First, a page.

What do the “Borobudur”, “Museum Square” and “Blue Kestrel” have in common? They all crisscross the globe proudly displayed on KLM aircraft. But why do KLM aircraft have names? And who thinks them up?
To answer the question Martijn asked on Twitter, I made an appointment with Vincent Knoops, delegate to the KLM executive board and an expert on KLM aircraft names.
KLM is one of the few airlines that gives its aircraft names. And I have to admit that I was unable to find out why. What I do know is that our very first aircraft, a Koolhoven FK-33 acquired in 1925, was known as the “Dikke Dirk” (Fat Dirk). The aircraft did have an unusually broad waistline, but the name had more to do with the last letters of its registration: DD.
City of Paramaribo
Since those early days, KLM has kept up the tradition of naming its planes. Our Airbus 330-200s are named after city squares, our Boeing 737-800s have bird names, and our Boeing 747-400s are named after world capitals. “We didn’t call it ‘City of Paramaribo’ because it always flies to the Surinamese capital,” Vincent Knoops explains. “It got that name because it is a Boeing 747-400, which can fly on any number of long-haul routes.”
Not just out of the blue
Aircraft names don’t just come out of the blue. Apart from a set theme, the name should also be relatively easy to pronounce, it should preferably have some connection with a KLM destination, and it shouldn’t be longer than 31 characters. “De Hoge Veluwe National Park” – (a Dutch nature reserve) only just made the cut. Another fun fact is that the name is given in English on the port side of the aircraft, and in Dutch on the starboard side.
In March, two new Boeing 777s will join the fleet. “We need to send our chosen name to the manufacturer eight months before delivery,” Vincent Knoops explains. “So that the aircraft can be delivered with a full paint job.”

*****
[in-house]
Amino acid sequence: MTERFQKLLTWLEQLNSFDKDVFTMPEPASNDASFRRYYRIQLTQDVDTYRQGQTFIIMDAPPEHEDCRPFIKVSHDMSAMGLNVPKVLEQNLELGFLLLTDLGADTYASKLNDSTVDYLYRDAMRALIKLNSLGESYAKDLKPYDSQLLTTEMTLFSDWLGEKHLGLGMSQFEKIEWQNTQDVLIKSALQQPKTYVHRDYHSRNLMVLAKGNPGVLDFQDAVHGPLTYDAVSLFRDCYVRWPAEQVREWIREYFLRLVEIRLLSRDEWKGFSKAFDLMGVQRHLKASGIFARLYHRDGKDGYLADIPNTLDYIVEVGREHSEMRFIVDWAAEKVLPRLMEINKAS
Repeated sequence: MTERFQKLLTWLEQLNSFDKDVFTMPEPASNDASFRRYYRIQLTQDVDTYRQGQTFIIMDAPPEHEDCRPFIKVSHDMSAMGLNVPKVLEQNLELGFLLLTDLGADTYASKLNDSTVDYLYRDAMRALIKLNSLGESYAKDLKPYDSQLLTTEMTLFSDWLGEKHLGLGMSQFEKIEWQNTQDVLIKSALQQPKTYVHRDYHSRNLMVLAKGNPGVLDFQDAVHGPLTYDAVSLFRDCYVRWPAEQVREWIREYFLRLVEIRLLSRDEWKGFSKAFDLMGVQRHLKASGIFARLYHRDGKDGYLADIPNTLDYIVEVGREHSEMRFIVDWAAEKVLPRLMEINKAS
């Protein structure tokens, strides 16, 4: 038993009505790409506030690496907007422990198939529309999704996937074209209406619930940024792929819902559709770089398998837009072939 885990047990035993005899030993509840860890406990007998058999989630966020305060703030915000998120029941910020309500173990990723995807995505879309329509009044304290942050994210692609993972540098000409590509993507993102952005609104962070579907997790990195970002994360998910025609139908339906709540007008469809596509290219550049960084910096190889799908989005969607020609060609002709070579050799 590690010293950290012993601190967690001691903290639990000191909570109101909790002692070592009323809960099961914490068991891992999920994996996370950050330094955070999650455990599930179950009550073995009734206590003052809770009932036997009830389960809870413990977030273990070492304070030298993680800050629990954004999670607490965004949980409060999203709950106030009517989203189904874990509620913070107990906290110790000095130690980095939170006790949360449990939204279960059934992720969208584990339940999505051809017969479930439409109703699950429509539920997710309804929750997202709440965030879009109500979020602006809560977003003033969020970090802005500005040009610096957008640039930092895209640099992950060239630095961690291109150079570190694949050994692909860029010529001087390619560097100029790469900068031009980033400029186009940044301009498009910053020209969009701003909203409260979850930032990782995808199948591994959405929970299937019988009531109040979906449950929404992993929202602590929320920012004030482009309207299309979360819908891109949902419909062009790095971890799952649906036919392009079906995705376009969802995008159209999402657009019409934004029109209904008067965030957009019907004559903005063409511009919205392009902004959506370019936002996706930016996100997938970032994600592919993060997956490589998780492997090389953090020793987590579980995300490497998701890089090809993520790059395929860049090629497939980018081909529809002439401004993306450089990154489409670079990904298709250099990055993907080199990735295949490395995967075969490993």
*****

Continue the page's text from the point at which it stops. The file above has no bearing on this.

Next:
The Boeing 777s have all been named after World Heritage Sites, which was later trimmed down to “International Parks”. We already have “Yellowstone National Park”, “Tierra del Fuego” and “Yakushima” flying around. When I asked Vincent Knoops what the new Boeing 777’s will be called, he replied: “That’s still a secret!”
If the names are still a secret, how and when will they be unveiled? In special instances, there is a naming ceremony. For example, if a new aircraft type joins the fleet or if there is a special reason for giving it a specific name. The name “Museum Square” was, for instance, chosen as the name of our 12th Airbus 330-200 in honour of the Dutch capital, which celebrated a special festive year in 2013.
Our very first Boeing 787-9 Dreamliner, which will join the KLM fleet at the end of this year, will also be christened during a special ceremony. Our Dreamliners will all be named after flowers! This theme really appeals to me because my parents are florists. And who wouldn’t want to see a glorious red tulip flying around? Or Vincent van Gogh’s sunflowers?
But are aircraft christened the same way as ships, by breaking a bottle of champagne on the bow? “Of course not!” Vincent Knoops exclaims. “We don’t want to damage it! An aircraft is christened – all shiny and new – by slowly pouring champagne over its name after it has been unveiled.”
If you’ve already started thinking up flower names for our Boeing 787-9 Dreamliners, keep a close eye on our social media channels, because we’ll be asking you to send us your suggestions in the near future!
If you enjoyed this blog, you’ll probably like How to Put a Sticker On a Plane? as well.
What are KLM’s aircraft named after?
Airbus A330s: City Squares Worldwide
Boeing 737s: Birds
Boeing 777s: World Heritage Sites
Boeing 747s: World Cities
Boeing 747 Freighters: Ships of the Dutch East India Company (VOC)
Boeing 787-9 Dreamliners: Flowers
*KLM Cityhopper’s aircraft (Embraers and Fokker 70s) do not have names.